render(
            <TestWrapper>

                <ServiceContext.Provider value={{
                    getUserPreferredTodos: async () => {
                        return [{
                            id: "foo", 
                            content: "content", 
                            label: "label1"
                        }]
                    }
                }}>
                <TodoList />
                </ServiceContext.Provider>
            </TestWrapper>)


        expect(screen.queryByText("content")).not.toBeInTheDocument();
        expect(await screen.findByText("content")).toBeInTheDocument();
    });
});

I like this, this test is nice and easy to understand.

However, the problem with this approach is that it doesn't take advantage of react-queries caching mechanism; if we had already loaded all of our todos, labels, and user preferences, this code would still refetch all of them.

Optimised example

In this approach we'll write some smarter react-query logic, to take advantage of that we've likely already fetched the user preferences, todos and labels.

function determineUserPreferredTodos(todos?: Array<Todo>, labels?: Array<Label>, userPreferences?: UserPreferences) {
  if(!todos || !labels || !userPreferences) {
    return []; 
  }

  const preferredLabels = labels.filter((v) => v.priority >= userPreferences.preferredPriority || userPreferences.preferredLabels.some((w) => v.id === w));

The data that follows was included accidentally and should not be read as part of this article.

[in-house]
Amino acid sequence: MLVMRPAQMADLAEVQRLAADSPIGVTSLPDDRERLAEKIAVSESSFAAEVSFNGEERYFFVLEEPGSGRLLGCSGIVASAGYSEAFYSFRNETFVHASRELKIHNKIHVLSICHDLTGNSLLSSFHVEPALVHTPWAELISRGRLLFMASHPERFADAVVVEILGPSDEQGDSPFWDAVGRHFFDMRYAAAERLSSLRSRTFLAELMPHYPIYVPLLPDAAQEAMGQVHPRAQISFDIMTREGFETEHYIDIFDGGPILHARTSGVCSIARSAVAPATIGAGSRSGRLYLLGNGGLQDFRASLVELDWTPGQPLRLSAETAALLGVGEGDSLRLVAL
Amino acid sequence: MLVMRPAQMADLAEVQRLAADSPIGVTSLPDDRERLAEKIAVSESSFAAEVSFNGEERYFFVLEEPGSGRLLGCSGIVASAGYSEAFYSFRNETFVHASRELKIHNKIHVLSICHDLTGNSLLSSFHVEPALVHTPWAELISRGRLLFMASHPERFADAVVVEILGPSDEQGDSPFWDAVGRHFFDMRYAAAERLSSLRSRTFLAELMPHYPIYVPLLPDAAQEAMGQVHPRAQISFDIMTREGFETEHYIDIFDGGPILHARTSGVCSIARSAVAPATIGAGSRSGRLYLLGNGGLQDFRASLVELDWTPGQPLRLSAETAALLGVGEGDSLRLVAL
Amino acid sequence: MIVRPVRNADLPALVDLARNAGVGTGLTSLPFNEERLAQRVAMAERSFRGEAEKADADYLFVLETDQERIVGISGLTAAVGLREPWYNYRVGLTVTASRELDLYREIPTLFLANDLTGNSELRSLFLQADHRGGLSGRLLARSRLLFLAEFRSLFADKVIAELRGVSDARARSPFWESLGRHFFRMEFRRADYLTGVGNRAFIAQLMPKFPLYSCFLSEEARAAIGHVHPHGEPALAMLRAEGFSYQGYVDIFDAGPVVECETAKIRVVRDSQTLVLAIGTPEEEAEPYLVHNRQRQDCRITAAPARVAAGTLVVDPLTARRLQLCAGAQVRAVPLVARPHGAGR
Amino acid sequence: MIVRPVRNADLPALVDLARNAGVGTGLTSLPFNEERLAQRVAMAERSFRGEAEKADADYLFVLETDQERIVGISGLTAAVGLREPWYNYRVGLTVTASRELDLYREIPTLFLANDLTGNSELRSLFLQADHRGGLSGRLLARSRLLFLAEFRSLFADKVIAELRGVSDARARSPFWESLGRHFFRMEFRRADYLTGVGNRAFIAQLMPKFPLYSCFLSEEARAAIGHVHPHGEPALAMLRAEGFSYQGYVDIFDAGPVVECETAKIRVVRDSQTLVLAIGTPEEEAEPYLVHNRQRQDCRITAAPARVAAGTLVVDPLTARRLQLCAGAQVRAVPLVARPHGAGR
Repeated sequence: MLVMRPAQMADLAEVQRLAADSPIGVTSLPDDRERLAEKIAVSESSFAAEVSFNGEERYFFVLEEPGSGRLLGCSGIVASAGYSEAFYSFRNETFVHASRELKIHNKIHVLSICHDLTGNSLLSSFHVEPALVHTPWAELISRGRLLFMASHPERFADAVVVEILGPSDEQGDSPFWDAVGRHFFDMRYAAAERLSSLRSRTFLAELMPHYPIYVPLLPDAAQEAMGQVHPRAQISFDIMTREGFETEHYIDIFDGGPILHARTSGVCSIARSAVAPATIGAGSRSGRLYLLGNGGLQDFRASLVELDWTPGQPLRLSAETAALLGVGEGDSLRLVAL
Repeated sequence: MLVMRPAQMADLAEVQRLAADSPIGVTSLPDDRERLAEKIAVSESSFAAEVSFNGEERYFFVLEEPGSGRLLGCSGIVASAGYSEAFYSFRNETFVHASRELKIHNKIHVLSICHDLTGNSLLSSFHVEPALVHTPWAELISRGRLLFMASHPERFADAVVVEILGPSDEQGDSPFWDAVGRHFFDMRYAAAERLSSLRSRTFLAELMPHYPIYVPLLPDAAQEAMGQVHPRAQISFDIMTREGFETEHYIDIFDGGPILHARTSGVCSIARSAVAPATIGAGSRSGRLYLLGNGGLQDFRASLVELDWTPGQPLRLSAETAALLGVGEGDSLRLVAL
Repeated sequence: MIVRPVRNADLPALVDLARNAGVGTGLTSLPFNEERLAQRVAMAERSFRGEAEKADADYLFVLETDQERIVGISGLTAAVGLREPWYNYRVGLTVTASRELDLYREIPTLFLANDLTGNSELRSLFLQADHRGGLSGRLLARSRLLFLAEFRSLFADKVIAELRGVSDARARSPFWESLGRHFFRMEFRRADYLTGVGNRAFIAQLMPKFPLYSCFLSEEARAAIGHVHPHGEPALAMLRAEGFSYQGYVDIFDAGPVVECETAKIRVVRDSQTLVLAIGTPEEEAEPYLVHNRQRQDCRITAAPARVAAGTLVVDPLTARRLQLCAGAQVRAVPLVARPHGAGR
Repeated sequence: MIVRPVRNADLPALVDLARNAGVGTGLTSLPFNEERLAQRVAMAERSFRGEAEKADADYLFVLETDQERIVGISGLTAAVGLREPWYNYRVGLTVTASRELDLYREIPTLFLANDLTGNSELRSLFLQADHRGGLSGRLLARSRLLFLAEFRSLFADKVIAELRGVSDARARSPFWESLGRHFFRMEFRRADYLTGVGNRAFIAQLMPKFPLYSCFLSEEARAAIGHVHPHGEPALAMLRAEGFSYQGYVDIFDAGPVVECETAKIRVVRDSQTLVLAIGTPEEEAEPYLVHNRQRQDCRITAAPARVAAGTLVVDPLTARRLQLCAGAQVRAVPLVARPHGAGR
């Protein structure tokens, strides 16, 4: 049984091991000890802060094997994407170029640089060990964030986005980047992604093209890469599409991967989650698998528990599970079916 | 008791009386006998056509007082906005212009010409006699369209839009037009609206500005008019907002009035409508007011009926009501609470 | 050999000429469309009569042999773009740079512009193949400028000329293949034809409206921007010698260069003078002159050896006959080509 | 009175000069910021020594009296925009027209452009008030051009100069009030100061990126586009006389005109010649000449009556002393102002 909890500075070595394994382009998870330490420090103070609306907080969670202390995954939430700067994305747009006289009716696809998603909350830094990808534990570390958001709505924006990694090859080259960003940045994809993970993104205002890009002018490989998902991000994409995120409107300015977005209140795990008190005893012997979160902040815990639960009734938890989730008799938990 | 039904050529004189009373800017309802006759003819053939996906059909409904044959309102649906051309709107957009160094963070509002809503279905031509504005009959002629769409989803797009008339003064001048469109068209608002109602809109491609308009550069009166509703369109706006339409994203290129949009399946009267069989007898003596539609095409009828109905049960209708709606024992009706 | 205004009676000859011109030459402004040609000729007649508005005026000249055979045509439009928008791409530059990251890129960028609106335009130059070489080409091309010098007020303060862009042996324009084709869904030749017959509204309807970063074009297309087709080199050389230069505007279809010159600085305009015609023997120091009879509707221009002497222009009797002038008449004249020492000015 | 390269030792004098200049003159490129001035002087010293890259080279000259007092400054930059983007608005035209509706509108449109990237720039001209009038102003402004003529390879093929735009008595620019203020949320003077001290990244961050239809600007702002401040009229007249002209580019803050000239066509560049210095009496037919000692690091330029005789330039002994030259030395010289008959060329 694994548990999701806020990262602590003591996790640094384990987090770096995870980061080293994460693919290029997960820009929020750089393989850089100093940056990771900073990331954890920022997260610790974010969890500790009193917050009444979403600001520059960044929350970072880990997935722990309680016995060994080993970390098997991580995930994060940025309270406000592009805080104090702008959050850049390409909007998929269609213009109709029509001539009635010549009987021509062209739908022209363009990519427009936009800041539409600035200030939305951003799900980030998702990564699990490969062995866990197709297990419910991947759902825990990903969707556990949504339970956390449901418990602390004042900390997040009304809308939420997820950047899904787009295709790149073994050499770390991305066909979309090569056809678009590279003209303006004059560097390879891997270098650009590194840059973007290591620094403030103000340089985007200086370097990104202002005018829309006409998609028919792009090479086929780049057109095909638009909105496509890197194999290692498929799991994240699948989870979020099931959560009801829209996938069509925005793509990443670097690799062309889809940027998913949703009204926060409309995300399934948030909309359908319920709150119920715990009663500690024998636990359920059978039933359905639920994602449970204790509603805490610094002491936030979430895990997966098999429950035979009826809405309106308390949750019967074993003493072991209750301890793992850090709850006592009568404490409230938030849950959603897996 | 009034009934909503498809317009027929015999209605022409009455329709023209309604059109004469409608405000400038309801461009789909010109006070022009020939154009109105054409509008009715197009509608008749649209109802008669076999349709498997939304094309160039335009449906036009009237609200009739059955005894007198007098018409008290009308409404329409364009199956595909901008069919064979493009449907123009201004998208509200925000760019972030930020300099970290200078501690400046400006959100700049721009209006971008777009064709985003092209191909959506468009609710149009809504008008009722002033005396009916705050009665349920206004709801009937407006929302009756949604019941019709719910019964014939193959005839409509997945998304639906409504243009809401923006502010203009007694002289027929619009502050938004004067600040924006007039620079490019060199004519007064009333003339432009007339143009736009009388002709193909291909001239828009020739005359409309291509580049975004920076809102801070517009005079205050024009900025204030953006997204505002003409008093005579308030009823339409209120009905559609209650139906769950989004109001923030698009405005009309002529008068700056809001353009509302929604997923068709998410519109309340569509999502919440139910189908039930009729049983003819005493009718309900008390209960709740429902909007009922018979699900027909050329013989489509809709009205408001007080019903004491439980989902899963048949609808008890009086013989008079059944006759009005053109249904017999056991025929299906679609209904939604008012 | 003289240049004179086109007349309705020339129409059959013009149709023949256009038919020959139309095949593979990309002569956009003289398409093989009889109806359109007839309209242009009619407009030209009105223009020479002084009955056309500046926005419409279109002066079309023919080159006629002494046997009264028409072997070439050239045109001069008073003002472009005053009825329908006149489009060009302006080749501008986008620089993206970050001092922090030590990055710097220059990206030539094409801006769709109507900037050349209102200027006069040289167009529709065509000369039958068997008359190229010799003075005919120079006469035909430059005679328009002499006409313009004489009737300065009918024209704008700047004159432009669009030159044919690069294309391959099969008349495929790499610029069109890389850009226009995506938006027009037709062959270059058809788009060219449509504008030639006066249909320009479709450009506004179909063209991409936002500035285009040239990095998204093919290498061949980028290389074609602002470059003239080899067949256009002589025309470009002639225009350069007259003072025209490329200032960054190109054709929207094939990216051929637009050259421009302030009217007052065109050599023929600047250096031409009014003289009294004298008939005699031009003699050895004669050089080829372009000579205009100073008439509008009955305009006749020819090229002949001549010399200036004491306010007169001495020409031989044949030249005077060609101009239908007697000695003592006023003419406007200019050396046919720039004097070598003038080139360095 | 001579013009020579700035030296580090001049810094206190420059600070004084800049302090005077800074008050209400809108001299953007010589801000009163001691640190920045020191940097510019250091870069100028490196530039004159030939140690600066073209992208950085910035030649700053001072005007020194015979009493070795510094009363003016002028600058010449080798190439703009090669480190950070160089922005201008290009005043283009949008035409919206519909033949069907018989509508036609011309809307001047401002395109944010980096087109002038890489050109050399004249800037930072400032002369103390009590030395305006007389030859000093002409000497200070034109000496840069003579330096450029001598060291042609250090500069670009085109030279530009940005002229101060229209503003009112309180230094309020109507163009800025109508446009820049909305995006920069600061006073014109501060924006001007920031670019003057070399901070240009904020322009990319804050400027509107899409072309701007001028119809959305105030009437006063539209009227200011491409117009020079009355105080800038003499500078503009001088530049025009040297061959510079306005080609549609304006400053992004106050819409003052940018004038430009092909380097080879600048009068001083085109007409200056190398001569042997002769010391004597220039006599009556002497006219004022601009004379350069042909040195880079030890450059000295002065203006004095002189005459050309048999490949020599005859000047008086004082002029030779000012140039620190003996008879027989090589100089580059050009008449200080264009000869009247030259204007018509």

return todos.filter((v) => preferredLabels.some((w) => w.id === v.label))
}

export const TodoList = () => {

  const todosQuery = useQuery({queryKey: ['todos2b'], queryFn: fetchTodos});
  const userPrefsQuery = useQuery({queryKey: ['userPreferences2b'], queryFn: fetchUserPreferences});
  const labelsQuery = useQuery({queryKey: ['labels2b'], queryFn: fetchLabels});


  const todosToShow = determineUserPreferredTodos(todosQuery.data, labelsQuery.data, userPrefsQuery.data);

  //Snip

The service injection pattern now won't work, as we've got a hard reference to the determineUserPreferredTodos.

We could still use such a pattern, but we would still need to know how to do that joining logic.

(I guess technically we could inject determineUserPreferredTodos itself, and have it ignore its inputs).

General solutions or objections

Use a presentational and container component pattern

In this approach we just pass the list of todos in as props in a presentational component.

The data fetching call is done in a container component.

//Wrapper
export const WrappedTodoList = () => {

  const todosQuery = useQuery({queryKey: ['todos2b'], queryFn: fetchTodos});
  const userPrefsQuery = useQuery({queryKey: ['userPreferences2b'], queryFn: fetchUserPreferences});
  const labelsQuery = useQuery({queryKey: ['labels2b'], queryFn: fetchLabels});


  const todosToShow = determineUserPreferredTodos(todosQuery.data, labelsQuery.data, userPrefsQuery.data);